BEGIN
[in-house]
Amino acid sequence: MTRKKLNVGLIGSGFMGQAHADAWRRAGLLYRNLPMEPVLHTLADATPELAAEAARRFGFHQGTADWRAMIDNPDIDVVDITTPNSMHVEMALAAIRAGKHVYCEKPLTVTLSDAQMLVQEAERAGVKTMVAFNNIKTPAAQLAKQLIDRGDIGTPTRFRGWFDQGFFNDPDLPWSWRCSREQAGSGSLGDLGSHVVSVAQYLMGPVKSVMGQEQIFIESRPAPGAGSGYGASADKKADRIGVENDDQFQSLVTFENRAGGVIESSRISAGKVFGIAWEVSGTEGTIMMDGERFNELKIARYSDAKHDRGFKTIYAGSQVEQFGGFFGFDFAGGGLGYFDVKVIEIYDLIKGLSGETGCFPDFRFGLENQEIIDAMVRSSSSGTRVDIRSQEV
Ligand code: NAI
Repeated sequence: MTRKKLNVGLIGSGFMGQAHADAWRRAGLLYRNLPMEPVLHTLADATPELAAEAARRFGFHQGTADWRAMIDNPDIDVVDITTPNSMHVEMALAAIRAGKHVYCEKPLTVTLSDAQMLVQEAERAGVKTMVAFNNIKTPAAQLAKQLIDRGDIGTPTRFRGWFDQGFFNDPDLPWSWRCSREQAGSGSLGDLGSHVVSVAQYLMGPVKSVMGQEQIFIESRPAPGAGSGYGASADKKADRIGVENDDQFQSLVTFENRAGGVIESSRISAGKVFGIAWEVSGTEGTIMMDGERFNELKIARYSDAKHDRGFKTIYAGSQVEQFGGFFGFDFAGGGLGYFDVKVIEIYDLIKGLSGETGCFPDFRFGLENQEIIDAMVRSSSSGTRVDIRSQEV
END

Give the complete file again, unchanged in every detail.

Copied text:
[in-house]
Amino acid sequence: MTRKKLNVGLIGSGFMGQAHADAWRRAGLLYRNLPMEPVLHTLADATPELAAEAARRFGFHQGTADWRAMIDNPDIDVVDITTPNSMHVEMALAAIRAGKHVYCEKPLTVTLSDAQMLVQEAERAGVKTMVAFNNIKTPAAQLAKQLIDRGDIGTPTRFRGWFDQGFFNDPDLPWSWRCSREQAGSGSLGDLGSHVVSVAQYLMGPVKSVMGQEQIFIESRPAPGAGSGYGASADKKADRIGVENDDQFQSLVTFENRAGGVIESSRISAGKVFGIAWEVSGTEGTIMMDGERFNELKIARYSDAKHDRGFKTIYAGSQVEQFGGFFGFDFAGGGLGYFDVKVIEIYDLIKGLSGETGCFPDFRFGLENQEIIDAMVRSSSSGTRVDIRSQEV
Ligand code: NAI
Repeated sequence: MTRKKLNVGLIGSGFMGQAHADAWRRAGLLYRNLPMEPVLHTLADATPELAAEAARRFGFHQGTADWRAMIDNPDIDVVDITTPNSMHVEMALAAIRAGKHVYCEKPLTVTLSDAQMLVQEAERAGVKTMVAFNNIKTPAAQLAKQLIDRGDIGTPTRFRGWFDQGFFNDPDLPWSWRCSREQAGSGSLGDLGSHVVSVAQYLMGPVKSVMGQEQIFIESRPAPGAGSGYGASADKKADRIGVENDDQFQSLVTFENRAGGVIESSRISAGKVFGIAWEVSGTEGTIMMDGERFNELKIARYSDAKHDRGFKTIYAGSQVEQFGGFFGFDFAGGGLGYFDVKVIEIYDLIKGLSGETGCFPDFRFGLENQEIIDAMVRSSSSGTRVDIRSQEV